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Many in the UK consider fixed-odds betting terminals (FOBTs) as the crack cocaine of betting, which ruins a number of person’s lives over the past few years. These terminals have rightly become the topic of heated public debate. In a move to curtail their use, last Thursday, the Department for Digital, Culture, Media and Sport issued a ruling that the stakes on these addictive machines must be reduced to £2 every 20 seconds. The earlier ceiling was from £100 for every 20 seconds.
The B2 machines are widely found in betting shops around the country and are a high-income-generating utility for the industry.
The ruling has been reached following bitter divides within government, and it is still weak in some key areas. For years, myself and others have campaigned for gambling reforms in this country. My father, David, 61, had a gambling habit, which he concealed from his family, that eventually landed him in prison. He stole £53,000 from his employers after making his way through a succession of payday loans, bank loans, credit cards and borrowing. He even remortgaged the family home in secret to keep his addiction from us. I do not blame the industry for his behaviour, but know that the addictive nature of its products lured him in, and he unfortunately became hooked.
Even while he was behind bars, his inbox was flooded with thousands of emails from firms enticing him to bet; some even sent premium-rate text messages to him in a bid to bring him back to gamble with them. This harassment of gamblers through non-stop advertising on TV, radio and online is insidious and needs to stop.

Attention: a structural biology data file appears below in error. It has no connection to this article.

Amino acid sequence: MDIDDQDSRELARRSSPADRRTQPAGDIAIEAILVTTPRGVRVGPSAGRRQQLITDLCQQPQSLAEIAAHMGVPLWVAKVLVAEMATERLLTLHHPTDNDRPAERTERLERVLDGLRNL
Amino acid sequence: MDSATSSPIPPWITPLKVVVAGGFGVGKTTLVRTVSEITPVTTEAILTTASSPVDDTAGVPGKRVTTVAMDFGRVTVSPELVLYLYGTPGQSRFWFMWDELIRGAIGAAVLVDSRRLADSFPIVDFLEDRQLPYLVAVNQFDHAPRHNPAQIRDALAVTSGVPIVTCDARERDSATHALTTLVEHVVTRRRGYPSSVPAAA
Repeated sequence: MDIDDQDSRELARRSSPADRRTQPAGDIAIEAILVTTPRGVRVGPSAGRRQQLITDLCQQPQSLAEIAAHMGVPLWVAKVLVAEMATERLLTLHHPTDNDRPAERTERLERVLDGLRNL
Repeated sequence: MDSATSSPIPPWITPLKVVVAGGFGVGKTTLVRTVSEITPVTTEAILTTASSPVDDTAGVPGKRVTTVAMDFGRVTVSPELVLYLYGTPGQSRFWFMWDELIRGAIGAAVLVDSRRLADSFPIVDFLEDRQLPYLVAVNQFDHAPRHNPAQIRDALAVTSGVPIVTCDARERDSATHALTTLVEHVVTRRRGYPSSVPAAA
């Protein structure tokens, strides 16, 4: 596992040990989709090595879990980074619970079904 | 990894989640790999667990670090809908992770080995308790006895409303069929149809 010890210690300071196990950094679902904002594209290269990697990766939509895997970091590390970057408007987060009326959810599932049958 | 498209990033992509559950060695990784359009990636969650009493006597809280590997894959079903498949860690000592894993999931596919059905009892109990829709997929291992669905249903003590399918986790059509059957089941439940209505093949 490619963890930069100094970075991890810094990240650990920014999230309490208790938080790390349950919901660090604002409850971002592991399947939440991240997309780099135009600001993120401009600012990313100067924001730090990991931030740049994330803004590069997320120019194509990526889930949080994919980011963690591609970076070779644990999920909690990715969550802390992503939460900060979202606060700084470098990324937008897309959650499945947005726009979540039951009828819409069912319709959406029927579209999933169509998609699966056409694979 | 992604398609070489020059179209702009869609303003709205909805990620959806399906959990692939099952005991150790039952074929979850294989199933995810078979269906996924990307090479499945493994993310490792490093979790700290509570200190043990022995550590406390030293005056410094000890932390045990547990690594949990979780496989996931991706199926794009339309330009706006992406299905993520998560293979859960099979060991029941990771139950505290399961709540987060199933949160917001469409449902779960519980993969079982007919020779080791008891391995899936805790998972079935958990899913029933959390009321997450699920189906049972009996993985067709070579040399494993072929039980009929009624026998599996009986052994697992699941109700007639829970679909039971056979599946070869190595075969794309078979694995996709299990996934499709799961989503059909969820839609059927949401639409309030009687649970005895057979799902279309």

We are taking gambling addiction off the high streets and sending it online. The government has missed a trick in its regulation reforms. The Gambling Commission last year reported that online gambling was a growing area and that 18- to 24-year-olds would suffer the most. Reports showed us how advertising techniques used by the industry could entice youngsters into betting from a young age, further acclimatising them to their products, ready to make them long-term customers.
According to the charity GambleAware, 50% of all gambling is now conducted online. Its report from summer last year also showed that unemployed young men were most at risk of developing a gambling problem through the internet. I have had countless social media adverts targeted at me because I’ve been talking about gambling. I have seen how the industry uses these ads to entice young people who are not of gambling age into games with fascinating cartoons. The government should put its foot down and have these enticements stopped.
There was a 600% rise in gambling adverts between 2007 and 2012, according to research by Ofcom. I have no doubt that their pervasiveness, links to football games and heavy sponsorship of sports matches will encourage a new generation of gamblers, once FOBTs are no longer the gambling machines of choice. With this decision the government has assessed actual harm rather than potential for harm, and has taken a long time to come up with its toothless recommendation that the industry should run its own responsible gambling campaign.
Source: European Gaming Industry News